Modeling Electrical Characteristics for Multi-Finger MOSFETs Based on Drain Voltage Variation

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  • ABSTRACT

    The scaling down of metal oxide semiconductor field-effect transistors (MOSFETs) for the last several years has contributed to the reduction of the scaling variables and device parameters as well as the operating voltage of the MOSFET. At the same time, the variation in the electrical characteristics of MOSFETs is one of the major issues that need to be solved. Especially because the issue with variation is magnified as the drive voltage is decreased. Therefore, this paper will focus on the variations between electrical characteristics and drain voltage. In order to do this, the test patterned multi-finger MOSFETs using 90-nm process is used to investigate the characteristic variations, such as the threshold voltage, DIBL, subthreshold swing, transconductance and mobility via parasitic resistance extraction method. These characteristics can be analyzed by varying the gate width and length, and the number of fingers. Through this modeling scheme, the characteristic variations of multi-finger MOSFETs can be analyzed.


  • KEYWORD

    Multi-finger metal oxide semiconductor field-effect transistors , Modeling , Characteristic variation

  • 1. INTRODUCTION

    Downscaled metal oxide semiconductor field-effect transistors (MOSFETs) have been in progress for several years and were displayed in the 2009 International Technology Roadmap for Semiconductors (ITRS) [1]. The scaled down MOSFET has many advantages, such as integration of chip density, low voltage operation, driving current enhancement, and so on [2]. However, the variations in the electrical characteristics of MOSFET are an inevitable phenomenon and it must be overcome. This paper focuses on the modeling and analysis of the electrical characteristics of the multi-finger MOSFET according to the drain voltage variation.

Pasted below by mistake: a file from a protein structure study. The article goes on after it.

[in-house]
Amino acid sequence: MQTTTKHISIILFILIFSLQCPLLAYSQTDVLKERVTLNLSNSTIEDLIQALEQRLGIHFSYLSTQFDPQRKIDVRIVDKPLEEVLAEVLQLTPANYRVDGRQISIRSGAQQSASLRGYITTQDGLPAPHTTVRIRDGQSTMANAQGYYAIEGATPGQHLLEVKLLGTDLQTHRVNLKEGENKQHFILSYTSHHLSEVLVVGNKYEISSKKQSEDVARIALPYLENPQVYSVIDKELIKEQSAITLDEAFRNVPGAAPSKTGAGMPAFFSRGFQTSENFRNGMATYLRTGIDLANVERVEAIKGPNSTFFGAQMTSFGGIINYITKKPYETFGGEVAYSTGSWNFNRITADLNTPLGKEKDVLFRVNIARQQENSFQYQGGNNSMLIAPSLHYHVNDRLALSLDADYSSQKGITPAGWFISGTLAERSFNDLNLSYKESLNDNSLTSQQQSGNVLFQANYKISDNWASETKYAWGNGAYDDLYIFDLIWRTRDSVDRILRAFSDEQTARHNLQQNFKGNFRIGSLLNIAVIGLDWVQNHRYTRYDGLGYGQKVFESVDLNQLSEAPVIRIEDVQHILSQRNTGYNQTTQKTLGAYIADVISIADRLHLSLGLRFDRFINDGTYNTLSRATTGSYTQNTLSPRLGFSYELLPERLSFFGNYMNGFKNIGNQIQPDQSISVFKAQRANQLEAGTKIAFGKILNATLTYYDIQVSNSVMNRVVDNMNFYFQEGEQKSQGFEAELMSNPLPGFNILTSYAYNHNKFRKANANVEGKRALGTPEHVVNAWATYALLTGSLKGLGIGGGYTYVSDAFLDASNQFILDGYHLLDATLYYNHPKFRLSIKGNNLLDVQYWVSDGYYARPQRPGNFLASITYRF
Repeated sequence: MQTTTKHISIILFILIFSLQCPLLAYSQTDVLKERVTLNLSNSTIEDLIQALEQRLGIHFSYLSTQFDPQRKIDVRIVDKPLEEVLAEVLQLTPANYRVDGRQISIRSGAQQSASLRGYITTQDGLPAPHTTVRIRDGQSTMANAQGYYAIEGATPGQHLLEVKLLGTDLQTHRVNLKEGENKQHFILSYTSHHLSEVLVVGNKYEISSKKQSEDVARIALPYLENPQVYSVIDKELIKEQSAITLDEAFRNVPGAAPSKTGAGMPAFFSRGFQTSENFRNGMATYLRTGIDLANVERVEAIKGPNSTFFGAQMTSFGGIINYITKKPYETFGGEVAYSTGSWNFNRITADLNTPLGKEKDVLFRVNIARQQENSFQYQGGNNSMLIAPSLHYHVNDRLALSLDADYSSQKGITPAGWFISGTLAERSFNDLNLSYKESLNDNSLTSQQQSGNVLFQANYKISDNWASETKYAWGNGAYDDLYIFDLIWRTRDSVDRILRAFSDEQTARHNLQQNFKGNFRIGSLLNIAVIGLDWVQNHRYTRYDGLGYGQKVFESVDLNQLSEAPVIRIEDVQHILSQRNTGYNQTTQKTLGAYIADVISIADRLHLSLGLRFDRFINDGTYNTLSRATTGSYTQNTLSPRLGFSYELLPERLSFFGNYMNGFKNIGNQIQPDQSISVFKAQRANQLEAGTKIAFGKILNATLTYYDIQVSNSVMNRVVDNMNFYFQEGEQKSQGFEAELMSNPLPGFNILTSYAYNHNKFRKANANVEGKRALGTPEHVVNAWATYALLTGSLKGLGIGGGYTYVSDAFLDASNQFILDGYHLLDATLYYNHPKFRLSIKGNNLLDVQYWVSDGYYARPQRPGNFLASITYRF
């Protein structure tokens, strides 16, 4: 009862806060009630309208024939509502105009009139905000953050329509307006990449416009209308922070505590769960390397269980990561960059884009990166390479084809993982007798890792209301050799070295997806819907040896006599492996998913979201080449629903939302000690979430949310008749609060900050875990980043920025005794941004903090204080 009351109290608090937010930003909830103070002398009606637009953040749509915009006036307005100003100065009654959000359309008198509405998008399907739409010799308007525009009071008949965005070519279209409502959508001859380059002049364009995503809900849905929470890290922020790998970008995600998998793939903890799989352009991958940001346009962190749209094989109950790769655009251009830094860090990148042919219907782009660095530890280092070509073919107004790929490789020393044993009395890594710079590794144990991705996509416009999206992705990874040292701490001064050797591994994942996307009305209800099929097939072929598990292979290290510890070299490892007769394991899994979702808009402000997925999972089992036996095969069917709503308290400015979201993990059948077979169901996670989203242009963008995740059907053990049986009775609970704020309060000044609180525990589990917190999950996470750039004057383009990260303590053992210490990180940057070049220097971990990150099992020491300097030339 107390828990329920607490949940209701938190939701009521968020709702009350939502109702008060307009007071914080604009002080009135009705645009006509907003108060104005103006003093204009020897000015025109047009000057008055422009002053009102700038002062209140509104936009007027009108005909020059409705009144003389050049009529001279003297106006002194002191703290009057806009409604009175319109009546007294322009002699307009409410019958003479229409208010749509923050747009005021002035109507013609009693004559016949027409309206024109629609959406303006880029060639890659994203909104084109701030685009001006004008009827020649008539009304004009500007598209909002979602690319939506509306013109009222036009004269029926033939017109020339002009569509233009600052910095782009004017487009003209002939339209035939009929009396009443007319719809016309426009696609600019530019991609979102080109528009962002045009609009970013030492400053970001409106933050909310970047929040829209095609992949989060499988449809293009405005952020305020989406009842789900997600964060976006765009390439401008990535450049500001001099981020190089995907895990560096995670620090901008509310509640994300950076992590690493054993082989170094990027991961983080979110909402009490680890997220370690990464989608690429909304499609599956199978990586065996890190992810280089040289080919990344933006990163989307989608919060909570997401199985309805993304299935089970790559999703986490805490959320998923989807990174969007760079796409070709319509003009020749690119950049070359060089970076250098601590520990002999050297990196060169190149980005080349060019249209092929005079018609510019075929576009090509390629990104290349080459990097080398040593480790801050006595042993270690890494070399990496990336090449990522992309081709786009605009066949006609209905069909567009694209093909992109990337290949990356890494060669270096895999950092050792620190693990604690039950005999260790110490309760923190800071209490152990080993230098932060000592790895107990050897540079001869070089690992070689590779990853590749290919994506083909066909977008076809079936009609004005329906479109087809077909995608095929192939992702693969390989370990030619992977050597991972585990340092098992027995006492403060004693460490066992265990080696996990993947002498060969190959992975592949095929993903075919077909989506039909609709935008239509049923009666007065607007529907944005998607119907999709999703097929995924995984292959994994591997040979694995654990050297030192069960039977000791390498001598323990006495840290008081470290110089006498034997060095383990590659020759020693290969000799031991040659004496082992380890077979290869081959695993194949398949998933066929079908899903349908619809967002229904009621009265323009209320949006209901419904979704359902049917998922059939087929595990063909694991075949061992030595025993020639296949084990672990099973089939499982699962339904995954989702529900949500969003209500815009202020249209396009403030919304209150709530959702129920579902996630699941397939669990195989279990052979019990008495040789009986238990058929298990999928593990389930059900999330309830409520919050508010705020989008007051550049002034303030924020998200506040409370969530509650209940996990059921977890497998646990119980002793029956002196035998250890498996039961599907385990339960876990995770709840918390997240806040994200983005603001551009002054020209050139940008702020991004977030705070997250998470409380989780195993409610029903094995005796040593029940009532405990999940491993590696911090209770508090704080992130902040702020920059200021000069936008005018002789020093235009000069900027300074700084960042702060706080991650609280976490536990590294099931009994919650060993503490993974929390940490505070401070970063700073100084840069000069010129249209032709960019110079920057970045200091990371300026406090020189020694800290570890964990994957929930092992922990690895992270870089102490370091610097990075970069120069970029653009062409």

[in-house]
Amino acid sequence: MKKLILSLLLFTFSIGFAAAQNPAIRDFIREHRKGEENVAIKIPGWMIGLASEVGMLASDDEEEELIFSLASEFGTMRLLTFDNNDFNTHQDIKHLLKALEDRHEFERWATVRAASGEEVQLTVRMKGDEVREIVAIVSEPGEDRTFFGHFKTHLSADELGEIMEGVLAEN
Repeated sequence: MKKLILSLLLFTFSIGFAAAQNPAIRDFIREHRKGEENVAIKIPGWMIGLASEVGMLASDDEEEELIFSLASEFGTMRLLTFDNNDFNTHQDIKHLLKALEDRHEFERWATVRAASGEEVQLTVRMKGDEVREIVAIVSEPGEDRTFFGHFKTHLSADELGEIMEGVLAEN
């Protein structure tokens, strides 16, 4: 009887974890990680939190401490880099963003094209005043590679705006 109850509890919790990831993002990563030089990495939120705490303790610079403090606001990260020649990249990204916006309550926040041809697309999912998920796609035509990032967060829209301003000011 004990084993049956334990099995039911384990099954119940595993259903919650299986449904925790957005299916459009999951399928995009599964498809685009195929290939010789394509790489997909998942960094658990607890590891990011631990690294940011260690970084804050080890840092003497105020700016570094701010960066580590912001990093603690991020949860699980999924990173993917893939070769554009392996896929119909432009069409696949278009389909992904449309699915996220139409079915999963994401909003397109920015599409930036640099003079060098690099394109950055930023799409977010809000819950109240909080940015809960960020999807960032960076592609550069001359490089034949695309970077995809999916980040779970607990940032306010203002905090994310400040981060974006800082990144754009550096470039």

When the multi-finger MOSFET is operated by changing drain voltage, the electrical characteristics are affected. Due to scaling down and the driving voltage variation, the scaling variables and device parameters also became smaller. Thus, electrical characteristic variations will be primarily focused on drain voltage variation. In addition, the electrical properties are also analyzed by varying the gate width and length and the number of fingers. By observing these variations, the behavior of downscaled multifinger MOSFETs can be estimated via parameterization.

    In this paper, the multi-finger MOSFETs are fabricated using a commercial 90 nm process to investigate the characteristic variations. To build the device model, a parasitic resistance extraction method is used. Here, the characteristic variations of threshold voltage (Vth), subthreshold swing (Ssub), drain induced barrier lowering (DIBL), transconductance (gm), and mobility (μFEmax) are analyzed where the drain voltage and the gate structures are varying at the same time.

    2. MODELING METHODOLOGY

    The multi-finger MOSFETs can be used in various applications since they have a large value of gm and it can control the current flow effectively. In addition, it can enhance the driving current because the multi-finger MOSFET has low gate resistance. Figure 1 is a basic schematic structure of a multi-finger MOSFET.